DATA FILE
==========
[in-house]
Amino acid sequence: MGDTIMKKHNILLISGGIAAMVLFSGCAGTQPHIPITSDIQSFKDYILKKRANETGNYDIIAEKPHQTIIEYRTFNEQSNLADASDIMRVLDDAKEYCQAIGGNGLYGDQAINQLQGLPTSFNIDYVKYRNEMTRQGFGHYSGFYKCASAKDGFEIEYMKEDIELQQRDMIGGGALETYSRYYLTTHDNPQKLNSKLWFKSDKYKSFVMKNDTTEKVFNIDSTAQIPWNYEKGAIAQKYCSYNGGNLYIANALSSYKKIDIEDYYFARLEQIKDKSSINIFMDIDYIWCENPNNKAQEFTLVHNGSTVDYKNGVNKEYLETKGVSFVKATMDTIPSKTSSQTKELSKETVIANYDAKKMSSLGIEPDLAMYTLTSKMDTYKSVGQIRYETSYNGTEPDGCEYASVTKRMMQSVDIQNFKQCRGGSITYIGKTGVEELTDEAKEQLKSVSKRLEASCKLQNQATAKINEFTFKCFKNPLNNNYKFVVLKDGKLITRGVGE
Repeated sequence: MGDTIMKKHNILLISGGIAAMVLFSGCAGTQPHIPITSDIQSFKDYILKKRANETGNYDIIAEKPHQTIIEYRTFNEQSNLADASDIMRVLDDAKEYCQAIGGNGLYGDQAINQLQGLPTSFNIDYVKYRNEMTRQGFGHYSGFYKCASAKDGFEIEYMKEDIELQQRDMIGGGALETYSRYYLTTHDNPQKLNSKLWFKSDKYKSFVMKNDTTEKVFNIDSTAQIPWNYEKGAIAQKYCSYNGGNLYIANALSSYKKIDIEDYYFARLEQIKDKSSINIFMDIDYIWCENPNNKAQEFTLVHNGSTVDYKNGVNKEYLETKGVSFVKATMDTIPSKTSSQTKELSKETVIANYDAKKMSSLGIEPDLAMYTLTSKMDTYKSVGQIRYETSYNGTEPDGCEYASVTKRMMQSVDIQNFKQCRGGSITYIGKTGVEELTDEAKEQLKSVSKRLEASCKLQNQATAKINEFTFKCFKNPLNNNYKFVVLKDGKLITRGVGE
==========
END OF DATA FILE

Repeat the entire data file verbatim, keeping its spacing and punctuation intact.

[in-house]
Amino acid sequence: MGDTIMKKHNILLISGGIAAMVLFSGCAGTQPHIPITSDIQSFKDYILKKRANETGNYDIIAEKPHQTIIEYRTFNEQSNLADASDIMRVLDDAKEYCQAIGGNGLYGDQAINQLQGLPTSFNIDYVKYRNEMTRQGFGHYSGFYKCASAKDGFEIEYMKEDIELQQRDMIGGGALETYSRYYLTTHDNPQKLNSKLWFKSDKYKSFVMKNDTTEKVFNIDSTAQIPWNYEKGAIAQKYCSYNGGNLYIANALSSYKKIDIEDYYFARLEQIKDKSSINIFMDIDYIWCENPNNKAQEFTLVHNGSTVDYKNGVNKEYLETKGVSFVKATMDTIPSKTSSQTKELSKETVIANYDAKKMSSLGIEPDLAMYTLTSKMDTYKSVGQIRYETSYNGTEPDGCEYASVTKRMMQSVDIQNFKQCRGGSITYIGKTGVEELTDEAKEQLKSVSKRLEASCKLQNQATAKINEFTFKCFKNPLNNNYKFVVLKDGKLITRGVGE
Repeated sequence: MGDTIMKKHNILLISGGIAAMVLFSGCAGTQPHIPITSDIQSFKDYILKKRANETGNYDIIAEKPHQTIIEYRTFNEQSNLADASDIMRVLDDAKEYCQAIGGNGLYGDQAINQLQGLPTSFNIDYVKYRNEMTRQGFGHYSGFYKCASAKDGFEIEYMKEDIELQQRDMIGGGALETYSRYYLTTHDNPQKLNSKLWFKSDKYKSFVMKNDTTEKVFNIDSTAQIPWNYEKGAIAQKYCSYNGGNLYIANALSSYKKIDIEDYYFARLEQIKDKSSINIFMDIDYIWCENPNNKAQEFTLVHNGSTVDYKNGVNKEYLETKGVSFVKATMDTIPSKTSSQTKELSKETVIANYDAKKMSSLGIEPDLAMYTLTSKMDTYKSVGQIRYETSYNGTEPDGCEYASVTKRMMQSVDIQNFKQCRGGSITYIGKTGVEELTDEAKEQLKSVSKRLEASCKLQNQATAKINEFTFKCFKNPLNNNYKFVVLKDGKLITRGVGE